The Supreme Court has agreed to weigh in on whether the Westboro Baptist Church had the right to picket a military funeral with signs like “Thank God for Dead Soldiers” and “Fag Troops.” As Religion News Service reports, the justices will decide whether extreme speech that inflicts emotional pain — especially at sensitive venues such as memorials — is protected by the First Amendment. The case will be argued this fall.
Some background information: the Kansas-based church, run by the Phelps family (which also seems to be the crux of its congregation), is classified as a hate group by the Southern Poverty Law Center. Check out this New York Times story and the Religion Clause blog for more legal information about this case and related precedents.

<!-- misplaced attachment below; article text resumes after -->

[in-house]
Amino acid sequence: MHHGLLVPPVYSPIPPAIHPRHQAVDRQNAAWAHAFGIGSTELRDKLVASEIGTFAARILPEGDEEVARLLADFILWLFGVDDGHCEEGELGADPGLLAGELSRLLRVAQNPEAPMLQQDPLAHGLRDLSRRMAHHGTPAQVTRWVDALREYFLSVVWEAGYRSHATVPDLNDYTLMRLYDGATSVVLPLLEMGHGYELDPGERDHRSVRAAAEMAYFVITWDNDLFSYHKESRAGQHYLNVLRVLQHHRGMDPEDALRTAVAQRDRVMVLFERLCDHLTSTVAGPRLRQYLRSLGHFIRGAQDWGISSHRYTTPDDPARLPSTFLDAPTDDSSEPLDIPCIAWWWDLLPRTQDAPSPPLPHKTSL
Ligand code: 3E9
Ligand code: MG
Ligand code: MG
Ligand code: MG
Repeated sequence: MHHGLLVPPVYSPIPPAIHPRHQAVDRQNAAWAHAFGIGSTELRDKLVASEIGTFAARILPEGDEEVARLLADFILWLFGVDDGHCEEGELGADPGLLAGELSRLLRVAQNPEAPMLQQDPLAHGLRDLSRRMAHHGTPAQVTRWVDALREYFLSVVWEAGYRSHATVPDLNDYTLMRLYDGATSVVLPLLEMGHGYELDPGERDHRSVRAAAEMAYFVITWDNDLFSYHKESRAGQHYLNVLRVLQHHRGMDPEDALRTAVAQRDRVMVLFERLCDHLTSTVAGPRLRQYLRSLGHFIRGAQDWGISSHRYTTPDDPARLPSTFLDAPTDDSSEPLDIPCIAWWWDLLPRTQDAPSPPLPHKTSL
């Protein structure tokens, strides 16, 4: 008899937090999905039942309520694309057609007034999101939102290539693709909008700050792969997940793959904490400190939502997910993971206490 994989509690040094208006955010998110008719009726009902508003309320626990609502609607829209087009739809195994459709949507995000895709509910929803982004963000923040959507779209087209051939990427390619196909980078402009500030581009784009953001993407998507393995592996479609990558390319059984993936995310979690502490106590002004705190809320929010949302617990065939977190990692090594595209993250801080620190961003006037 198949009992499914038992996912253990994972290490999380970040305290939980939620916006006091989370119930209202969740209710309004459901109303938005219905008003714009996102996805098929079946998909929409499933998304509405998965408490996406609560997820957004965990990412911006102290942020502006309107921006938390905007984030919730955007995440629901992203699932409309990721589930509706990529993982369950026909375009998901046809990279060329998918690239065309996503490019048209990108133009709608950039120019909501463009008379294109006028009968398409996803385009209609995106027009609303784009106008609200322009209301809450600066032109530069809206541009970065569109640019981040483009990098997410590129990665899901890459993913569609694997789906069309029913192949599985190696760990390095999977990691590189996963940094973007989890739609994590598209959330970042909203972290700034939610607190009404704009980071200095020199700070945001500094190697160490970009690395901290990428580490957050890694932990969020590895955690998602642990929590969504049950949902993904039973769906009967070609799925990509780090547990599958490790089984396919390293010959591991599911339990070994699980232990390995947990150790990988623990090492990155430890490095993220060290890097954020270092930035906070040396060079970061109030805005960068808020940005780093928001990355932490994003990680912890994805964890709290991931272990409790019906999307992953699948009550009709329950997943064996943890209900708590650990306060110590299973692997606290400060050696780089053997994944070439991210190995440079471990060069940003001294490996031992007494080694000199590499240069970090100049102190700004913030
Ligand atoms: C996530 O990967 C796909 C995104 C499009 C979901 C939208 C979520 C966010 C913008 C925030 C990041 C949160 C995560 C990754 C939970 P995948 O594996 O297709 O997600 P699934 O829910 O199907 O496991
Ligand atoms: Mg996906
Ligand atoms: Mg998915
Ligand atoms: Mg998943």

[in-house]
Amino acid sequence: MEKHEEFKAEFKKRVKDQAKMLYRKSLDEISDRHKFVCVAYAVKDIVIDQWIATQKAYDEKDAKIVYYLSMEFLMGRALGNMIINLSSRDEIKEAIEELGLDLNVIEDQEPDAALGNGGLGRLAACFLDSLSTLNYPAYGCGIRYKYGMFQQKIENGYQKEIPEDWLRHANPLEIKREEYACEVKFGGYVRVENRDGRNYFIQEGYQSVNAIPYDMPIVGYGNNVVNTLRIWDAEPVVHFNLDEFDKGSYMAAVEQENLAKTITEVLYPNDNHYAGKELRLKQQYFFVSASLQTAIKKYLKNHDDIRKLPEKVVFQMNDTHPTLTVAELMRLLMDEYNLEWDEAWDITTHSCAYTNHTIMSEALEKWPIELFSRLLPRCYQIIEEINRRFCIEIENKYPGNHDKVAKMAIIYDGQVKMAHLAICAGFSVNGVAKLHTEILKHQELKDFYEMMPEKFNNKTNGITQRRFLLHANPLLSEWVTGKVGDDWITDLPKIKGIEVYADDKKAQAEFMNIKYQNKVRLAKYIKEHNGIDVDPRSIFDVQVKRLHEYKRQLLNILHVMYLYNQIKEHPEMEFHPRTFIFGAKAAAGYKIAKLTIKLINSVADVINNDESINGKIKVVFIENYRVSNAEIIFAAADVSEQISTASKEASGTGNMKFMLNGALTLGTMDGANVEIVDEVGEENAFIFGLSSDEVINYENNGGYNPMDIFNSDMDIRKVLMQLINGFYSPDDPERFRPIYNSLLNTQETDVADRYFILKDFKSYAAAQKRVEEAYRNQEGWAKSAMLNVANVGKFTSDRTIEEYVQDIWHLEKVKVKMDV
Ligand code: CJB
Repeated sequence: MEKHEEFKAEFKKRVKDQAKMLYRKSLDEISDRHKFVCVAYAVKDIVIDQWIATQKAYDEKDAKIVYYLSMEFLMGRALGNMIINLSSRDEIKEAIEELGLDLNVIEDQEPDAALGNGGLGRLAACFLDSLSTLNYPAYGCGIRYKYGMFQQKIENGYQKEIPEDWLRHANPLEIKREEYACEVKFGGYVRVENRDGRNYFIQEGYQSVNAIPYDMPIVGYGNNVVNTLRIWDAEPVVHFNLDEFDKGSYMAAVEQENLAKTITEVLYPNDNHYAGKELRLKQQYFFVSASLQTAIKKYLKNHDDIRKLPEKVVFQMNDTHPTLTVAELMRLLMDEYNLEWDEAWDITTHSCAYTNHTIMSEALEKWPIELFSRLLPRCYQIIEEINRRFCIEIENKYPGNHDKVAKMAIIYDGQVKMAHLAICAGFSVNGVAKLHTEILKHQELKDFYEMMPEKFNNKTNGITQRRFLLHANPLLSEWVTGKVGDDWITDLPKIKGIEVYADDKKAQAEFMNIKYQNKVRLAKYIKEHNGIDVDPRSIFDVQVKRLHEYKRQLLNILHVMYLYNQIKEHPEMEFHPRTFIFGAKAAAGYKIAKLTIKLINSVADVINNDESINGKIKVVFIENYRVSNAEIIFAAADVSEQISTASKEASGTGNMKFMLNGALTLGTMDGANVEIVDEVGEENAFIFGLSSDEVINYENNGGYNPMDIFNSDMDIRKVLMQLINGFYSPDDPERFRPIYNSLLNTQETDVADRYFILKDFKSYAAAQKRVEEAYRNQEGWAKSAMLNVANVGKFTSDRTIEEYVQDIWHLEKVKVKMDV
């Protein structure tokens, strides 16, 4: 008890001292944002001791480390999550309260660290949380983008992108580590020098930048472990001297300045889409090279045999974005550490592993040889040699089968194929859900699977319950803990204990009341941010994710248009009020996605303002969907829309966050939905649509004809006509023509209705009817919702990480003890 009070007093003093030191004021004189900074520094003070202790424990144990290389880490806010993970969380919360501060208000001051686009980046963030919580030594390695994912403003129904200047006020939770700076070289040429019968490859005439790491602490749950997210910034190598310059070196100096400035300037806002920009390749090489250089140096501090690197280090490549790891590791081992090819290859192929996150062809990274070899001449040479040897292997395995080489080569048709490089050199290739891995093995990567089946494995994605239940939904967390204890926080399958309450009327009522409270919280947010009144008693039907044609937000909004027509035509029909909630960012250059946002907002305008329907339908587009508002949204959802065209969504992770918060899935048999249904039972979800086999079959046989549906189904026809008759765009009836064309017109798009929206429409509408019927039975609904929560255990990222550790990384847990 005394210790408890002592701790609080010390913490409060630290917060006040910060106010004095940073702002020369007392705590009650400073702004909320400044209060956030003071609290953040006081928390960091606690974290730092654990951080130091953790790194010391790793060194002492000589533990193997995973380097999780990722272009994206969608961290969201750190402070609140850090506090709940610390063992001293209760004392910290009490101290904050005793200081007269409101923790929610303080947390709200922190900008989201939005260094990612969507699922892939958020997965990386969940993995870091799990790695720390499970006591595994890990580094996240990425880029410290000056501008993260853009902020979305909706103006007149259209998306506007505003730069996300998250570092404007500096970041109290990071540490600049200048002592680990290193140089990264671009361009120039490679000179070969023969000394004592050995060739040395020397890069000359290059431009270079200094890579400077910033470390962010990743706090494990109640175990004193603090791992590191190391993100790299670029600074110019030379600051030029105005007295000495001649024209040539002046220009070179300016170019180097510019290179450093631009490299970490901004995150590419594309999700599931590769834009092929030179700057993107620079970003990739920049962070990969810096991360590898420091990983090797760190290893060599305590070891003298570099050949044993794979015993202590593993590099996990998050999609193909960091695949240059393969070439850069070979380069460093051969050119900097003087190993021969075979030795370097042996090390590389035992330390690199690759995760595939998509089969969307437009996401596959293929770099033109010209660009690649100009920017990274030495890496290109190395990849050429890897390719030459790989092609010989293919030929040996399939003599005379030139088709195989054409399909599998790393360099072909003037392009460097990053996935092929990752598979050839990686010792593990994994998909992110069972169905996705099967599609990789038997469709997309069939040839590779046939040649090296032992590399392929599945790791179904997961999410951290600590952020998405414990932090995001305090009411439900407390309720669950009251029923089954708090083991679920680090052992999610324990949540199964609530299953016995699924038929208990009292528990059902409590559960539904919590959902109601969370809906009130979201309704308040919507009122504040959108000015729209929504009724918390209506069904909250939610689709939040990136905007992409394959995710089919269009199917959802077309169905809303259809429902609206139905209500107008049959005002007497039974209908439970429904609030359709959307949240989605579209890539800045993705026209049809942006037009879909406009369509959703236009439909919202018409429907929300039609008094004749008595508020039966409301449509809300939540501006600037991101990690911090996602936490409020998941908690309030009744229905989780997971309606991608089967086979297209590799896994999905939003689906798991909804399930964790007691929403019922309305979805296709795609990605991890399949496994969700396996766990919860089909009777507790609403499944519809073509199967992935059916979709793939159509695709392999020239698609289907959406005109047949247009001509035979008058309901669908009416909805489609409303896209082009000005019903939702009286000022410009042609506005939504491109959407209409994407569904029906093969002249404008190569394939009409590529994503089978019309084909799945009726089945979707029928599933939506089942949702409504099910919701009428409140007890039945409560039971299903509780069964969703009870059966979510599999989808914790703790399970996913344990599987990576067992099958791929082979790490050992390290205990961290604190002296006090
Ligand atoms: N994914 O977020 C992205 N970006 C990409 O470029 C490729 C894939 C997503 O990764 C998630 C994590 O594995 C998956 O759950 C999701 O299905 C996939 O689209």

I saw the Westboro Baptist Church in action a few years ago, while covering Pope Benedict’s visit to New York. The handful of members, merrily waving placards with distinctive messages like
“God Hates Fags” and “Priests Rape Boys,” were roped in with the groups of atheists, Pentecostals and sex abuse survivors (each trying their best to keep their distance) within the designated protest area a few blocks south of St. Patrick’s Cathedral. Over all the chanting, I could almost hear that old Sesame Street ditty in my head: “Three of these things belong together… but one of these things just doesn’t belong here!”
Or, to paraphrase Saturday Night Live’s old “Coffee Talk” sketch: The Westboro Baptist Church is neither Baptist nor a Church… discuss?!